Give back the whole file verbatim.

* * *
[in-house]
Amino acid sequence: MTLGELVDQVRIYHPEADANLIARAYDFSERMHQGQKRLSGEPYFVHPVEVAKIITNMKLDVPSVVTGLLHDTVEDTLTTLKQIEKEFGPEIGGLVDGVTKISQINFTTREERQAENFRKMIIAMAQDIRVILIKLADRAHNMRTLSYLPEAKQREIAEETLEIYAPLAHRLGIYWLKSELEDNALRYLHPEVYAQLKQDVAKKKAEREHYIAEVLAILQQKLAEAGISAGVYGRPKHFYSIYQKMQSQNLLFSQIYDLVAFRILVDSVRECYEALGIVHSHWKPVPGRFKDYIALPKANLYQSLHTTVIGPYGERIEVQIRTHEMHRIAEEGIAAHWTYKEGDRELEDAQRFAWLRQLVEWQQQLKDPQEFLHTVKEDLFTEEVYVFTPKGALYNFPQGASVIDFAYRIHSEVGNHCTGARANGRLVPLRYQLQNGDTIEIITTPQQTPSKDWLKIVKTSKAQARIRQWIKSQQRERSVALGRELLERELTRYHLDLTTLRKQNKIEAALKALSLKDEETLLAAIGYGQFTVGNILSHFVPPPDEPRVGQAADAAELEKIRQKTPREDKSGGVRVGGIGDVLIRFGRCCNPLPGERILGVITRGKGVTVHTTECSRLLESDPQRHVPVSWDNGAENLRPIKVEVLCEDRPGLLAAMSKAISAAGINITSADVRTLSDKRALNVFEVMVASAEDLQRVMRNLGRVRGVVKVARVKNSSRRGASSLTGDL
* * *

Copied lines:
[in-house]
Amino acid sequence: MTLGELVDQVRIYHPEADANLIARAYDFSERMHQGQKRLSGEPYFVHPVEVAKIITNMKLDVPSVVTGLLHDTVEDTLTTLKQIEKEFGPEIGGLVDGVTKISQINFTTREERQAENFRKMIIAMAQDIRVILIKLADRAHNMRTLSYLPEAKQREIAEETLEIYAPLAHRLGIYWLKSELEDNALRYLHPEVYAQLKQDVAKKKAEREHYIAEVLAILQQKLAEAGISAGVYGRPKHFYSIYQKMQSQNLLFSQIYDLVAFRILVDSVRECYEALGIVHSHWKPVPGRFKDYIALPKANLYQSLHTTVIGPYGERIEVQIRTHEMHRIAEEGIAAHWTYKEGDRELEDAQRFAWLRQLVEWQQQLKDPQEFLHTVKEDLFTEEVYVFTPKGALYNFPQGASVIDFAYRIHSEVGNHCTGARANGRLVPLRYQLQNGDTIEIITTPQQTPSKDWLKIVKTSKAQARIRQWIKSQQRERSVALGRELLERELTRYHLDLTTLRKQNKIEAALKALSLKDEETLLAAIGYGQFTVGNILSHFVPPPDEPRVGQAADAAELEKIRQKTPREDKSGGVRVGGIGDVLIRFGRCCNPLPGERILGVITRGKGVTVHTTECSRLLESDPQRHVPVSWDNGAENLRPIKVEVLCEDRPGLLAAMSKAISAAGINITSADVRTLSDKRALNVFEVMVASAEDLQRVMRNLGRVRGVVKVARVKNSSRRGASSLTGDL